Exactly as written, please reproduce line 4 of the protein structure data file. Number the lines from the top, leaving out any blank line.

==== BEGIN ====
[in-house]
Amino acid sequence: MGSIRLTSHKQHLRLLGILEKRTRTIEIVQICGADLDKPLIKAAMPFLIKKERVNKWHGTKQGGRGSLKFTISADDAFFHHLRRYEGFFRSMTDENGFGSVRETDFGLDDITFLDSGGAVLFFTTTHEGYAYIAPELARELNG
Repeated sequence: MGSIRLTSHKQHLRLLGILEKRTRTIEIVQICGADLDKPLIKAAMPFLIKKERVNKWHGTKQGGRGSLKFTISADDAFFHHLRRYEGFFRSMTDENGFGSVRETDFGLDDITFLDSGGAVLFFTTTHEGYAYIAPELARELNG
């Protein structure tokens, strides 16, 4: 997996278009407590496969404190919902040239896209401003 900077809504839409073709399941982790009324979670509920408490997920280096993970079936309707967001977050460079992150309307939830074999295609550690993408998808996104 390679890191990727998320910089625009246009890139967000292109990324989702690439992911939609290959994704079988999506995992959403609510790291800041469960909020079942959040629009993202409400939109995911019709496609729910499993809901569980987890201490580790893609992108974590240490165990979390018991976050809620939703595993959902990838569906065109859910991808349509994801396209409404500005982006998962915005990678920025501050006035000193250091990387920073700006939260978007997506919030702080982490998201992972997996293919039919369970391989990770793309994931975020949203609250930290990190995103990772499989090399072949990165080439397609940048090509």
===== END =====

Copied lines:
């Protein structure tokens, strides 16, 4: 997996278009407590496969404190919902040239896209401003 900077809504839409073709399941982790009324979670509920408490997920280096993970079936309707967001977050460079992150309307939830074999295609550690993408998808996104 390679890191990727998320910089625009246009890139967000292109990324989702690439992911939609290959994704079988999506995992959403609510790291800041469960909020079942959040629009993202409400939109995911019709496609729910499993809901569980987890201490580790893609992108974590240490165990979390018991976050809620939703595993959902990838569906065109859910991808349509994801396209409404500005982006998962915005990678920025501050006035000193250091990387920073700006939260978007997506919030702080982490998201992972997996293919039919369970391989990770793309994931975020949203609250930290990190995103990772499989090399072949990165080439397609940048090509």